Google is celebrating India’s 72nd Republic Day with a doodle that showcases the country's diversity and range of vibrant cultures.
The doodle has honoured the day -- January 26, 1950 -- on which The Constitution of India came into effect by replacing the Government of India act (1935) and India officially transitioned into a sovereign republic.
The January 26 doodle is illustrated by Mumbai-based artist Onkar Fondekar.
While letters 'G' and 'O' stand towards the left of a caparisoned elephant with a mahout, the last three letters of 'Google', are positioned to its right. The majestic pachyderm itself represents the second 'O' in the technology bellwether's name.
“Home to approximately one-sixth of the global population, India is among the most diverse countries in the world. Today’s Doodle, illustrated by Mumbai-based guest artist Onkar Fondekar, honors the day 72 years ago when the Indian Constitution took effect and made official the country’s full transition to a sovereign republic,” said Google.
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The Doodle artwork reflects the vivid cultures of the nation by showcasing musical instruments such as the dholak (a two-headed hand drum) and the sitar (a long-necked stringed instrument).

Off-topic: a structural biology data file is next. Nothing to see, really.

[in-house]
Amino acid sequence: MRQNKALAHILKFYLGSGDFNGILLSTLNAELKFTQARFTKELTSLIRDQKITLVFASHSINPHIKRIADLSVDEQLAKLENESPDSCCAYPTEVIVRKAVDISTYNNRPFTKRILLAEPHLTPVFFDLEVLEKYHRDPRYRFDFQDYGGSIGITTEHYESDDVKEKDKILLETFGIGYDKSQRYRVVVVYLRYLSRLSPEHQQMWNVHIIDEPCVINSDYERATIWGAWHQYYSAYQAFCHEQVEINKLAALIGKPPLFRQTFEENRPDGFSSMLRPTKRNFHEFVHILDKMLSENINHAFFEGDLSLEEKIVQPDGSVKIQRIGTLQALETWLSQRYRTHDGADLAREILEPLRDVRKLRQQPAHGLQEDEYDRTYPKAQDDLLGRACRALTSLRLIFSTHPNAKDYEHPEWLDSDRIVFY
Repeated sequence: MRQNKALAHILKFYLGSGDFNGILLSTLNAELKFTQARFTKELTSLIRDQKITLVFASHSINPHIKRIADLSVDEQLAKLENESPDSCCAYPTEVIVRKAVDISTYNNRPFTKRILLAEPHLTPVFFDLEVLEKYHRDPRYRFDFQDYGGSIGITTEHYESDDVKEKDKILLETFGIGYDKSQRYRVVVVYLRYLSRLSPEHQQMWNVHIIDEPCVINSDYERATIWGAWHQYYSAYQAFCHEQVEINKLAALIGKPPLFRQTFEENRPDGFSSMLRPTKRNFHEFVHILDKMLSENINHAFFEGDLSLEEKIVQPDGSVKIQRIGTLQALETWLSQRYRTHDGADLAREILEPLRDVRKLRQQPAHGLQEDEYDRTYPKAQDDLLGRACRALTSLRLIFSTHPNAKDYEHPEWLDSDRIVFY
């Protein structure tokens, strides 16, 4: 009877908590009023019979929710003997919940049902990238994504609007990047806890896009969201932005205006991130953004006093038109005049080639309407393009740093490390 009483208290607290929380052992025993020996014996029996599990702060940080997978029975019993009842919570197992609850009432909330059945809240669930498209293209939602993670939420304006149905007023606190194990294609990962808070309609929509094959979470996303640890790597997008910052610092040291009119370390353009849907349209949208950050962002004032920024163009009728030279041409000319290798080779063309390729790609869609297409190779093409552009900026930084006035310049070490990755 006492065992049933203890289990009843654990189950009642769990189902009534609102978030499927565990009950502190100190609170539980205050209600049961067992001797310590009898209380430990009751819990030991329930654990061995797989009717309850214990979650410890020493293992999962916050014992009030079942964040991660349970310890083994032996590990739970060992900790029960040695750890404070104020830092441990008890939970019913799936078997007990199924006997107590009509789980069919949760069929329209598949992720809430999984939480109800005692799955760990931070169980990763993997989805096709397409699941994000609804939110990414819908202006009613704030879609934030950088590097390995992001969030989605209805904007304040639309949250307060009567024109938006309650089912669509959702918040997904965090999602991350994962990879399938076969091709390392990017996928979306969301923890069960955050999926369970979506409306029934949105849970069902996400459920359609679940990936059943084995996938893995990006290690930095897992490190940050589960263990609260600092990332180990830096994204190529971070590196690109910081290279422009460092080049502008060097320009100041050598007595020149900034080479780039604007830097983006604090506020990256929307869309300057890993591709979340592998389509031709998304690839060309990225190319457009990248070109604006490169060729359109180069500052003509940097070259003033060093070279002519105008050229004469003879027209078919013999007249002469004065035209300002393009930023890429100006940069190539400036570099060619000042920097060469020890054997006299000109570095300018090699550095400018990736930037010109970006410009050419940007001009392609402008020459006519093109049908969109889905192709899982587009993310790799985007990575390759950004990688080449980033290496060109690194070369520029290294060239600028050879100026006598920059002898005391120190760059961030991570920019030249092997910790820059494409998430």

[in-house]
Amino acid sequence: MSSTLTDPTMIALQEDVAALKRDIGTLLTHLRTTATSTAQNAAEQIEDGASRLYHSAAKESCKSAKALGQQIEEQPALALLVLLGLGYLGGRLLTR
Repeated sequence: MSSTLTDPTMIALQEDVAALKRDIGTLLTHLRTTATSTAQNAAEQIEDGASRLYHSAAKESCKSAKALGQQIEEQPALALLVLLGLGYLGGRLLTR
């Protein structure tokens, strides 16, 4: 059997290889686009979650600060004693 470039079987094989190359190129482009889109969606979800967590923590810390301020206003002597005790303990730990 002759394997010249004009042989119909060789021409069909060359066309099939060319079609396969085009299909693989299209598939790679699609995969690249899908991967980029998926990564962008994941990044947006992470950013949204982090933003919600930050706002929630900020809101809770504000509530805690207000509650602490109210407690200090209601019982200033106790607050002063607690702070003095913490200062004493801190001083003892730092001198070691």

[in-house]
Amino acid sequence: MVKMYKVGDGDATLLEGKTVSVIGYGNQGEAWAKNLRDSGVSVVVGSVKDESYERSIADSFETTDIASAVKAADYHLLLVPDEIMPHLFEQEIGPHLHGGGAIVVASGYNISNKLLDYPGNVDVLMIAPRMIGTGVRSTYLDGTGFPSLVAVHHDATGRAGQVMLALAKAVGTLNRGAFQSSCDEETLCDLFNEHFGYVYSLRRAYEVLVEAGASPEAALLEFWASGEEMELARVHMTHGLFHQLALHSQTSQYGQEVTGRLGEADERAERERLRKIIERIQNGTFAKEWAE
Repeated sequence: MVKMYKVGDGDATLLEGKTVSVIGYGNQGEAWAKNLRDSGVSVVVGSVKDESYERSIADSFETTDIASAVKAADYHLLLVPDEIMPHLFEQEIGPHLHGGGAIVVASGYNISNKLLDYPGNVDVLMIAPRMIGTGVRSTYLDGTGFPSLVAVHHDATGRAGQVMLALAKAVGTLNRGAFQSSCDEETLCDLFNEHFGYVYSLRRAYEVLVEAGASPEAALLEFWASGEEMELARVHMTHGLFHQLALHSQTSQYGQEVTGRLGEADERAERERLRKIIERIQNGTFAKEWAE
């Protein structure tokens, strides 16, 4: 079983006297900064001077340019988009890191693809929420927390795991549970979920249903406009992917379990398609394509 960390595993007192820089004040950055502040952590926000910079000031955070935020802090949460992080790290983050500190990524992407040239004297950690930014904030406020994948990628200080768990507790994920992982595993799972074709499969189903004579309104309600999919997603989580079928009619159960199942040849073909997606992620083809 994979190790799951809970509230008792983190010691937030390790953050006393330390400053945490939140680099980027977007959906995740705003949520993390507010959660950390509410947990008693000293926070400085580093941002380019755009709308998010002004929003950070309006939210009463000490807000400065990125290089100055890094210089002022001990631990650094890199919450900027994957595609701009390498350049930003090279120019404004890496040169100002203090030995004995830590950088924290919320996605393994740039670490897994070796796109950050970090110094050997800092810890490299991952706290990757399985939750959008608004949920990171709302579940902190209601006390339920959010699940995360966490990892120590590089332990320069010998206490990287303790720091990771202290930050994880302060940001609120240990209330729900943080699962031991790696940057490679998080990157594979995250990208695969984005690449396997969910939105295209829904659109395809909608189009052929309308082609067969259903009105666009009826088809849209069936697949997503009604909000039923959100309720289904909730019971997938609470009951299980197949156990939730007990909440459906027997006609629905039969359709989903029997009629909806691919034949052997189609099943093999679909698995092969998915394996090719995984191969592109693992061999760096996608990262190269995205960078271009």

It further showcases the diversity that is India by showing people in their regional outfits in the foreground. Along with India’s rich cultural heritage which is shown through folk dances and traditional music forms, it also shows the progress that the country has made in all these years. The doodle shows a man clicking a selfie on his phone dressed in traditional Rajasthani attire.
The artwork also includes a cricketer, a film director, a sitar player, a folk dancer.
“From its distinctive architectural styles to the Bollywood film industry, India’s cultural impact is felt across the world, and today, there is much to celebrate,” Google added.
Fondekar, who drew the artwork, said he was ecstatic to be part of this project with Google and hoped the message of unity in diversity will reach the masses when they see the artwork online. "I drew inspiration from the people of India -- the culture, traditions, history, and architecture," he was quoted as saying in the statement.(With inputs from PTI)